Today, the legal patchwork of exceptions around the car means that with minimal cause — for instance, you forgot to use your turn signal — a police officer can ask for your identification, eyeball your stuff and make a judgment call about your behavior. If he decides that you're uncooperative, he can perform a deeper search. In other words, when it comes to traffic stops, the law gives broad powers to conduct warrantless searches.
Is it any wonder that the procedure has become a favorite tool of law enforcement looking to seize guns and drugs before they hit the streets? According to the Bureau of Justice Statistics, about 26 million Americans were pulled over by police officers in 2011 alone — that's over 10 percent of the population aged 16 and older. Of course, because of racial bias, a disproportionate number of those people are minorities. In fact, you could argue that the way the traffic stop is designed is inherently racist, since it encourages stop-and-frisk methods that unfairly single out African-American drivers.
How can we fix this system that puts civilians and the police officers who stop them at risk? The obvious solution is to take the officers — and their guns — out of the picture whenever possible.
New technologies allow us to do just that. In some cities, when you roll through a stoplight, a camera catches you in the act, and a few weeks later you receive a ticket in the mail. Data suggests that this automatic system is far cheaper than "human" ticketing and reduces pedestrian deaths. And a camera can't kill people.
Of course, we do need state troopers to pull reckless drivers from the highway, just as we need to police drug and gun smuggling. But the highways aren't the only place to do that. Police officers should not be questioning people about minor infractions like a broken taillight, especially when we know that this procedure can end in death.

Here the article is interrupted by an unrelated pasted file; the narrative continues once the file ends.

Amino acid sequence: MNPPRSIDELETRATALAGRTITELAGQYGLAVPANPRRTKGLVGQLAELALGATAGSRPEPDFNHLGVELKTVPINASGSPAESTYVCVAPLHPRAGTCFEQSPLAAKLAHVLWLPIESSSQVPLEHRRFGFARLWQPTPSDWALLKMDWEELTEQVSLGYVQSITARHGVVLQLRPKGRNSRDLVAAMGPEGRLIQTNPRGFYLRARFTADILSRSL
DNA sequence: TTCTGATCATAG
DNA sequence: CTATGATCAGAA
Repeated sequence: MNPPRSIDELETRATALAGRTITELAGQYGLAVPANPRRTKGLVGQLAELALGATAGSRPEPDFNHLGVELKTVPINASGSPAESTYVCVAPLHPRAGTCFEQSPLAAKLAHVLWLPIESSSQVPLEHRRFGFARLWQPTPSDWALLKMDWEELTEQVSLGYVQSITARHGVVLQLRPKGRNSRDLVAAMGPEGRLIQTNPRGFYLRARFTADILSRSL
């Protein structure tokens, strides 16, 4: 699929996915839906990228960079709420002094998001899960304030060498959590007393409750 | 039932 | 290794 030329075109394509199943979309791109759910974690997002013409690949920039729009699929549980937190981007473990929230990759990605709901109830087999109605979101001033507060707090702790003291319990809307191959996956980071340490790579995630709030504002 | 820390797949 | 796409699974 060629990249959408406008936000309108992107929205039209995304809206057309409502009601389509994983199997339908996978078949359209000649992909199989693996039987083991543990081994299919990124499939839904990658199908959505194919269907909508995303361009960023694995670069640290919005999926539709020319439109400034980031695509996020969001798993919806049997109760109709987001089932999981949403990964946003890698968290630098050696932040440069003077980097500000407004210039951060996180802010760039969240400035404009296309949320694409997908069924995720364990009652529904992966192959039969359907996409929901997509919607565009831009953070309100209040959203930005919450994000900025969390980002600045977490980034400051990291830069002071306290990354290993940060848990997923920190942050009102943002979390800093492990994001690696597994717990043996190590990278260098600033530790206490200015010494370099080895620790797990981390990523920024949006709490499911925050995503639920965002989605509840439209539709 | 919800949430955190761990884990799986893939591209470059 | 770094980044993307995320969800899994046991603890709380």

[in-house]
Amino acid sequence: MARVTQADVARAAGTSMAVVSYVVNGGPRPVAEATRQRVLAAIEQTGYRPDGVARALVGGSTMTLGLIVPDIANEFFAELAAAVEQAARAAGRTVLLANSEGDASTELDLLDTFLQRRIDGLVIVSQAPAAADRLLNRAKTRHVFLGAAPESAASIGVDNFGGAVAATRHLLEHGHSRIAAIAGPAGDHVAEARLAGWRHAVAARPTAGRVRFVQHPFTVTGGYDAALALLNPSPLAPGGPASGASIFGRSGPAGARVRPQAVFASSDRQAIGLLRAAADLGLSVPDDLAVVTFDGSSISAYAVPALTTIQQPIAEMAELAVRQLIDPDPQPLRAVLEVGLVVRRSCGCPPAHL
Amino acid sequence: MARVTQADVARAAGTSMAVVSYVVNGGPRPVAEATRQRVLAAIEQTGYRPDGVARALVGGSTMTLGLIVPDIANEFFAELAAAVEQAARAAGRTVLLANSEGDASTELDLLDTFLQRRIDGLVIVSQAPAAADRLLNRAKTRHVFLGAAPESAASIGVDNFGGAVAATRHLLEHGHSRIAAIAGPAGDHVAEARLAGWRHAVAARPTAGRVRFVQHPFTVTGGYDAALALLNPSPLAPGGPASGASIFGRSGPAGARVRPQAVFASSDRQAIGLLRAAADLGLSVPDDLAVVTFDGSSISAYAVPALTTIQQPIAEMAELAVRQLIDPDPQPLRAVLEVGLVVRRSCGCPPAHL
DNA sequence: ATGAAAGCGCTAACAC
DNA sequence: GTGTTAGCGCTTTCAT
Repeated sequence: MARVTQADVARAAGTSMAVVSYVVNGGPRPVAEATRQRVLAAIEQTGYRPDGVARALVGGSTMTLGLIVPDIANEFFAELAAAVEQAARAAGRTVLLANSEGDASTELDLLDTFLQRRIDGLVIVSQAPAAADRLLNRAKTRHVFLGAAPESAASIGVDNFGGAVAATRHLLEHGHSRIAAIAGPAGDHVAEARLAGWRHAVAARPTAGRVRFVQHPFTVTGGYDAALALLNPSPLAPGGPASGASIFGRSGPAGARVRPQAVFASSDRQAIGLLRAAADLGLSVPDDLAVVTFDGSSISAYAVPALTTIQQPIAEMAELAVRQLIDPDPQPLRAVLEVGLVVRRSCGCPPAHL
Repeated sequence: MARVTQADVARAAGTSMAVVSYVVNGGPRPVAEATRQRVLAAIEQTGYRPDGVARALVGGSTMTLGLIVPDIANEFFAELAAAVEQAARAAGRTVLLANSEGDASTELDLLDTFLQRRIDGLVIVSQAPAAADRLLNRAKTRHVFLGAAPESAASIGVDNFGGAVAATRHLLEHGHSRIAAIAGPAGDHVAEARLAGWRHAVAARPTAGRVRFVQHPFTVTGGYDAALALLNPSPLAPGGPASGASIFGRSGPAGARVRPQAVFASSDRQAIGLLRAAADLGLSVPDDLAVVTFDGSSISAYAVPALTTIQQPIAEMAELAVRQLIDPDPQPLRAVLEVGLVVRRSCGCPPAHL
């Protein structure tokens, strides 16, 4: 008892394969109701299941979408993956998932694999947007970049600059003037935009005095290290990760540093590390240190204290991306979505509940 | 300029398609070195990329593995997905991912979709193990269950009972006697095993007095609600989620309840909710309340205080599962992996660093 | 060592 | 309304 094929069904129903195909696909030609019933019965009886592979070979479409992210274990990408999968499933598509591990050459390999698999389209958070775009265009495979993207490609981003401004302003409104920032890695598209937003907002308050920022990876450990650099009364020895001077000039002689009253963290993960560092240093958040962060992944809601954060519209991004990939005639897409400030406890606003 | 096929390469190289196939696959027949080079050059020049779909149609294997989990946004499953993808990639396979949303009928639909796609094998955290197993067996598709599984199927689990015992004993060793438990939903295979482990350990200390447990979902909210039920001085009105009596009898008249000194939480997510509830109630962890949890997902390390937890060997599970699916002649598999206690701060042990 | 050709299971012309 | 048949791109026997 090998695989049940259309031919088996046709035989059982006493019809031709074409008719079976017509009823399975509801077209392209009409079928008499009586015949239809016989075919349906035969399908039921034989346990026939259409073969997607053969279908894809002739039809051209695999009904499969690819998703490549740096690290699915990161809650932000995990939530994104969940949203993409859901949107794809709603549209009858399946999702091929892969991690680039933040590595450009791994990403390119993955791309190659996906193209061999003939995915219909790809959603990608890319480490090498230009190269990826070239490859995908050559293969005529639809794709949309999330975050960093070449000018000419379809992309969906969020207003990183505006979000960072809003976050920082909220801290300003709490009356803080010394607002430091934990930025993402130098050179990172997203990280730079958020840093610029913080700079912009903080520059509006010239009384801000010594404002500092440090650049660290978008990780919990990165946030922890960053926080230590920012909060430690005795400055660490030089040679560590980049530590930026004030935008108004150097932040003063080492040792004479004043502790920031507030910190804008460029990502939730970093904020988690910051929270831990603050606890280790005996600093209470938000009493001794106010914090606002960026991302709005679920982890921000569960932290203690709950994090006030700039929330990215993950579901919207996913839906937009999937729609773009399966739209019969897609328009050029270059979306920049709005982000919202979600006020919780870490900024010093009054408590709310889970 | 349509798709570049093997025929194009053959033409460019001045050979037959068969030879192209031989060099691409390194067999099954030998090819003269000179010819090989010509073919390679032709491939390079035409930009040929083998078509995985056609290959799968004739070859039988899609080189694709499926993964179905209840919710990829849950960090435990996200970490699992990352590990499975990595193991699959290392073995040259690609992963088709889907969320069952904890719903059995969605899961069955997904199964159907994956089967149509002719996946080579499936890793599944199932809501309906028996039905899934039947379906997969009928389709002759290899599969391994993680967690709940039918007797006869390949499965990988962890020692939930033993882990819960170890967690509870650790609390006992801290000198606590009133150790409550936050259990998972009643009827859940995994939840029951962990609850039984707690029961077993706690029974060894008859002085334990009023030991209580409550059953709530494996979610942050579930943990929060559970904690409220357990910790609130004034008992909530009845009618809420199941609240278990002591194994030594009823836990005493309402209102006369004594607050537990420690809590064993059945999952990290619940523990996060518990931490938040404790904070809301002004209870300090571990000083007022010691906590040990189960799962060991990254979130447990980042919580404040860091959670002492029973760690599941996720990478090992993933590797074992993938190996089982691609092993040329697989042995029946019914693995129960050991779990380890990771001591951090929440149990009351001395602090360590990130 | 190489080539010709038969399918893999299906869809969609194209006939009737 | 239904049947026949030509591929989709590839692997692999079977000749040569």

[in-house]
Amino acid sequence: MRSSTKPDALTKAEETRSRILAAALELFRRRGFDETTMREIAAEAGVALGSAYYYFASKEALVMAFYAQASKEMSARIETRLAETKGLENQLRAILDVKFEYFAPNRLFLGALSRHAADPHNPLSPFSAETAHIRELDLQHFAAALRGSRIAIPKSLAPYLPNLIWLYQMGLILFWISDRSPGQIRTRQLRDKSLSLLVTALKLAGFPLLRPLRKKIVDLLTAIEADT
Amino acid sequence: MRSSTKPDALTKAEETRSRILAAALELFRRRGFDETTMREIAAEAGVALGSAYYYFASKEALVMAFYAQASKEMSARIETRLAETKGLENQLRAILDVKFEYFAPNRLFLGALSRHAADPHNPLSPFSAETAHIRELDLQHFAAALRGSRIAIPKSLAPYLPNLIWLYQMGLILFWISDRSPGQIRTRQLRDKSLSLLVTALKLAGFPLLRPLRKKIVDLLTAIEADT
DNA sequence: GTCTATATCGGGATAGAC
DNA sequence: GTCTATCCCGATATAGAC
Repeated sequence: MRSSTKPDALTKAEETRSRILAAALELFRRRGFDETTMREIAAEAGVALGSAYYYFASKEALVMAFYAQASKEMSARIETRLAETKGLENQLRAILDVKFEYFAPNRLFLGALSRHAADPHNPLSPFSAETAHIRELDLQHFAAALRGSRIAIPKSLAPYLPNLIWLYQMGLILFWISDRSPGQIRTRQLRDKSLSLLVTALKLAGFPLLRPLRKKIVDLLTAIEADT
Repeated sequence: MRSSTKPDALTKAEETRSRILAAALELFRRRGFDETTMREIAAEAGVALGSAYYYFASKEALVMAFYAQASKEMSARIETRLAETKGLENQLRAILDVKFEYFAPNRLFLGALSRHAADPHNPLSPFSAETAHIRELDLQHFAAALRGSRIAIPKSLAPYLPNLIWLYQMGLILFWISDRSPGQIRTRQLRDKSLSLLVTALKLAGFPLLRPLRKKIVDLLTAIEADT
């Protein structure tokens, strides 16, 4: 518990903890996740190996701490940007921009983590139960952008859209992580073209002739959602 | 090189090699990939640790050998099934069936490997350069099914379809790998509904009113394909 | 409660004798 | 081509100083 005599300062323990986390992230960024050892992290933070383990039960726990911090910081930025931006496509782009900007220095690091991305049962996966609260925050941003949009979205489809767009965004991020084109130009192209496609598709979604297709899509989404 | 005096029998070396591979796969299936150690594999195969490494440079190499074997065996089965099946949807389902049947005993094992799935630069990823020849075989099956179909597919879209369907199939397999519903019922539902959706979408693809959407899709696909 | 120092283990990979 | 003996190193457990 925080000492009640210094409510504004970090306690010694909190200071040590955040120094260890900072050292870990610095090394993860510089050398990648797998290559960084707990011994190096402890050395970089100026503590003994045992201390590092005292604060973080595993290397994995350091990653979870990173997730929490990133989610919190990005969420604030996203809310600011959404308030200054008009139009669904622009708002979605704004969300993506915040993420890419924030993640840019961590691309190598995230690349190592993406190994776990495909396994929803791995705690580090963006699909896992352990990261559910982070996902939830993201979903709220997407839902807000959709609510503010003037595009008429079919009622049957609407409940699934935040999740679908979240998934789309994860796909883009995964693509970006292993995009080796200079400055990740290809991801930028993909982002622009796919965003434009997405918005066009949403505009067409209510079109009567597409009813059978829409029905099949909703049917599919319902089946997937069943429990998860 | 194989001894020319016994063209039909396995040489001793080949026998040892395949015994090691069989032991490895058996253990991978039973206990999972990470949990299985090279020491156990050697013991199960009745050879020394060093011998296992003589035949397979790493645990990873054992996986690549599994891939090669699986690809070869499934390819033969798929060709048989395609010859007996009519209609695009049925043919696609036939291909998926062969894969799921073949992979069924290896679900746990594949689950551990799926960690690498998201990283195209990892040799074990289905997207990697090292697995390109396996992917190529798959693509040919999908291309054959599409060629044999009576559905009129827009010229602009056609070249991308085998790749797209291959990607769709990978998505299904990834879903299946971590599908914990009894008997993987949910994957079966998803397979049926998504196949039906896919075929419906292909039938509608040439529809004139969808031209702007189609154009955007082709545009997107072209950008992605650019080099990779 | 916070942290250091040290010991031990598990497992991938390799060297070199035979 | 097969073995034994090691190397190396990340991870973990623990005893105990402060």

Even when no one is hurt, the confrontation causes a toxic distrust of the police and exacts a horrible mental toll on minorities. Before he was killed by a police officer's bullets, Castile had been stopped at least 49 times by officers. The stress of driving while black has poisoned the roadways for millions of Americans.
One of the most frustrating aspects of this problem is that we already have models for fixing it, whether it is a version of the National Transportation Safety Board, as Bell seeks, or an empowered citizen review board with strong investigative powers, which Jameson is calling for.
Michael Scott, a former police chief who is now a professor of criminology and criminal justice at Arizona State University, is a fan of aviation safety-proofing and told me that "we need a parallel system for the police." But, he said, law enforcement agencies have a long way to go because they lack the most basic tools for learning from their mistakes."
"We don't even know exactly how many officer-involved shootings happen every year," he said, because "we still do not have a single national reporting system that chronicles and documents every police-involved shooting in this country."
"Of course, it's important to have a criminal and an administrative investigation of any death" that involves a police officer, he added. But it's not enough to determine who is to blame; we also need to ask, "Why did this happen?"
Until we can answer that question, innocent people will continue dying at the hands of the police.
Pagan Kennedy is the author of "Inventology: How We Dream Up Things That Change the World."